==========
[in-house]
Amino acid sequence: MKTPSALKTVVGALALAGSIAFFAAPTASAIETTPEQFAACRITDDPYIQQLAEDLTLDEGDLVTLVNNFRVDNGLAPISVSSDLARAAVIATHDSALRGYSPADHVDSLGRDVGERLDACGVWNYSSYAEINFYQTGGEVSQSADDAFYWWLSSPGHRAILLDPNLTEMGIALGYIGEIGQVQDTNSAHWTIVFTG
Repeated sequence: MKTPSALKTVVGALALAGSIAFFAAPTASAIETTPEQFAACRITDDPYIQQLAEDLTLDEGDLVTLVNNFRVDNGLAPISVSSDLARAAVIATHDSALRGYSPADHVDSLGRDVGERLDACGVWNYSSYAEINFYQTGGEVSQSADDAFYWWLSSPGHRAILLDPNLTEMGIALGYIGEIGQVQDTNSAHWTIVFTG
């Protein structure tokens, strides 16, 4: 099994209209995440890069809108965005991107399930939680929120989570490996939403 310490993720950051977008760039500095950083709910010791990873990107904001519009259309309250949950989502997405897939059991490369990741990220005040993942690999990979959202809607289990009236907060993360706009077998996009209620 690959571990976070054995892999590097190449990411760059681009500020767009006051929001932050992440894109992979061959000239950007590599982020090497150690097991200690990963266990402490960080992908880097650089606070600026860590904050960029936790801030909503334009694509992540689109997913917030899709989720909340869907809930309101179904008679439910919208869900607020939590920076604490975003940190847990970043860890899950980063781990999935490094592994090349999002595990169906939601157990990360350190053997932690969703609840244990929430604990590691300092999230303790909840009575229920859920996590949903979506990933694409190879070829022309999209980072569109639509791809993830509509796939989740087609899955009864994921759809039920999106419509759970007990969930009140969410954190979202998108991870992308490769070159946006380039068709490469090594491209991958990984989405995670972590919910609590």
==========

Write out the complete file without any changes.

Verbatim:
[in-house]
Amino acid sequence: MKTPSALKTVVGALALAGSIAFFAAPTASAIETTPEQFAACRITDDPYIQQLAEDLTLDEGDLVTLVNNFRVDNGLAPISVSSDLARAAVIATHDSALRGYSPADHVDSLGRDVGERLDACGVWNYSSYAEINFYQTGGEVSQSADDAFYWWLSSPGHRAILLDPNLTEMGIALGYIGEIGQVQDTNSAHWTIVFTG
Repeated sequence: MKTPSALKTVVGALALAGSIAFFAAPTASAIETTPEQFAACRITDDPYIQQLAEDLTLDEGDLVTLVNNFRVDNGLAPISVSSDLARAAVIATHDSALRGYSPADHVDSLGRDVGERLDACGVWNYSSYAEINFYQTGGEVSQSADDAFYWWLSSPGHRAILLDPNLTEMGIALGYIGEIGQVQDTNSAHWTIVFTG
């Protein structure tokens, strides 16, 4: 099994209209995440890069809108965005991107399930939680929120989570490996939403 310490993720950051977008760039500095950083709910010791990873990107904001519009259309309250949950989502997405897939059991490369990741990220005040993942690999990979959202809607289990009236907060993360706009077998996009209620 690959571990976070054995892999590097190449990411760059681009500020767009006051929001932050992440894109992979061959000239950007590599982020090497150690097991200690990963266990402490960080992908880097650089606070600026860590904050960029936790801030909503334009694509992540689109997913917030899709989720909340869907809930309101179904008679439910919208869900607020939590920076604490975003940190847990970043860890899950980063781990999935490094592994090349999002595990169906939601157990990360350190053997932690969703609840244990929430604990590691300092999230303790909840009575229920859920996590949903979506990933694409190879070829022309999209980072569109639509791809993830509509796939989740087609899955009864994921759809039920999106419509759970007990969930009140969410954190979202998108991870992308490769070159946006380039068709490469090594491209991958990984989405995670972590919910609590």